Textbooks portray turtles as the most primitive group of egg-laying animals (amniotes) in existence and extol their virtues as model organisms for primitive amniote organization and physiology. In their report published on page 998 of this issue, Hedges and Poling (1) present an exhaustive analysis of turtle relationships on the basis of DNA data. Their results, which support other recent analyses of protein (2) and DNA (3, 4) sequences, indicate that instead of being related to the anapsid root of the reptile evolutionary tree, turtles nest in the tree crown, within Diapsida. These molecular data thus are partially congruent with morphological characters that also support diapsid (5), rather than anapsid (6), turtle relationships. However, the molecular data conflict with paleontological data as to where exactly turtles fit within diapsids. The DNA data also support a highly controversial relationship of the Tuatara, and it will be a challenge not only to paleontologists, as suggested by Hedges and Poling, but also to molecular systematists to resolve these conflicts. … Morphological data (5, 12) place the turtles as sister-group of the Sauropterygia, both nested at the base of the lepidosauromorph lineage. This contrasts with all available molecular data, which put turtles on the archosauromorph branch. Although the placement of turtles within Diapsida is the most parsimonious solution on the basis of all data at hand, the statistical support for both lepidosauromorph and archosauromorph affinities of turtles, on the basis of anatomical and molecular data, respectively, may be relatively weak in some cases. This reflects a high degree of independent evolution of morphological similarity (convergence) within anapsid and diapsid reptiles on the one hand, and the impact of a long separate evolution of the turtle branch on molecular characters on the other. However, an as yet unpublished morphological data set (13) places the Sauropterygia at the base of the archosauromorph lineage. The effect of inclusion of turtles into this data set has not yet been explored, but if Sauropterygia exert the same pull as they previously did (5, 11), turtles might end up as archosauromorphs on the basis of morphological characters also.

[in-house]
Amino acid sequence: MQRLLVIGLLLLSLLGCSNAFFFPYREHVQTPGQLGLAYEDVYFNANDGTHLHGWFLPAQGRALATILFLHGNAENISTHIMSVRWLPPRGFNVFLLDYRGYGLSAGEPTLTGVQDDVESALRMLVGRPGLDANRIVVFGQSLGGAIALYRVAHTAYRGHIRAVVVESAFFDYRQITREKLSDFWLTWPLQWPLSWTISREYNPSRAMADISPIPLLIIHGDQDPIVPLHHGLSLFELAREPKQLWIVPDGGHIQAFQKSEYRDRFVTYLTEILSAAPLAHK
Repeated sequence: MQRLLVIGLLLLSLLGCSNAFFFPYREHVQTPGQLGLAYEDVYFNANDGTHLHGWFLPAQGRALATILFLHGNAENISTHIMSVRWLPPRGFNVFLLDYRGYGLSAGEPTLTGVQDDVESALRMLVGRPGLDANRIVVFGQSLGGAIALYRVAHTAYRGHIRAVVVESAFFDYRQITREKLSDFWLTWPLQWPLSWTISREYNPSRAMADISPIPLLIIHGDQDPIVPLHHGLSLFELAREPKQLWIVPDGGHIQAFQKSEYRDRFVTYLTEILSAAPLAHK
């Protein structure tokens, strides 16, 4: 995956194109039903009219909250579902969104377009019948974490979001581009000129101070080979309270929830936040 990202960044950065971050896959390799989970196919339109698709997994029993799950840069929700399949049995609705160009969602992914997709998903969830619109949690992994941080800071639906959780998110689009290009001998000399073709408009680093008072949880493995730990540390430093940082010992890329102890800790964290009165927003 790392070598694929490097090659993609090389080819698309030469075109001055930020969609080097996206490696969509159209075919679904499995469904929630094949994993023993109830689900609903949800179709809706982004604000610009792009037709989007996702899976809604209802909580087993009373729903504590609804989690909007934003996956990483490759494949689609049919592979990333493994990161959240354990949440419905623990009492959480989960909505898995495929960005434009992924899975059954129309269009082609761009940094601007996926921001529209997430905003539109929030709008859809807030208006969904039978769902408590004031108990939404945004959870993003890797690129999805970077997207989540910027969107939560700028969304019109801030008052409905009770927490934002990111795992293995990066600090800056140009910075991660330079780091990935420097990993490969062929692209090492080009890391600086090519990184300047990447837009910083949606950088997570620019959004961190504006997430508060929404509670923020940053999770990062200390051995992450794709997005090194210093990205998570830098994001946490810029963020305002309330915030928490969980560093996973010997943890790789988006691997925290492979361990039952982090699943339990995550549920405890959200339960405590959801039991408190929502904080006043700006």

jan Wrote:

Could you prove scientifically that you love the person?

I would first need to establish a definition of what constitutes ‘love’. Then, if that definition is falsifiable, then it is possible to disprove it. That is the basic scientific method. However, it is quite possible to construct a system which is not falsifiable. This is, for instance, what homeopaths have done to deflect scientific criticism. In which case, it is outside the realm of science to judge its veracity. It is probably quite possible to create a model of ‘love’ which is equally unfalsifiable.

jan Wrote: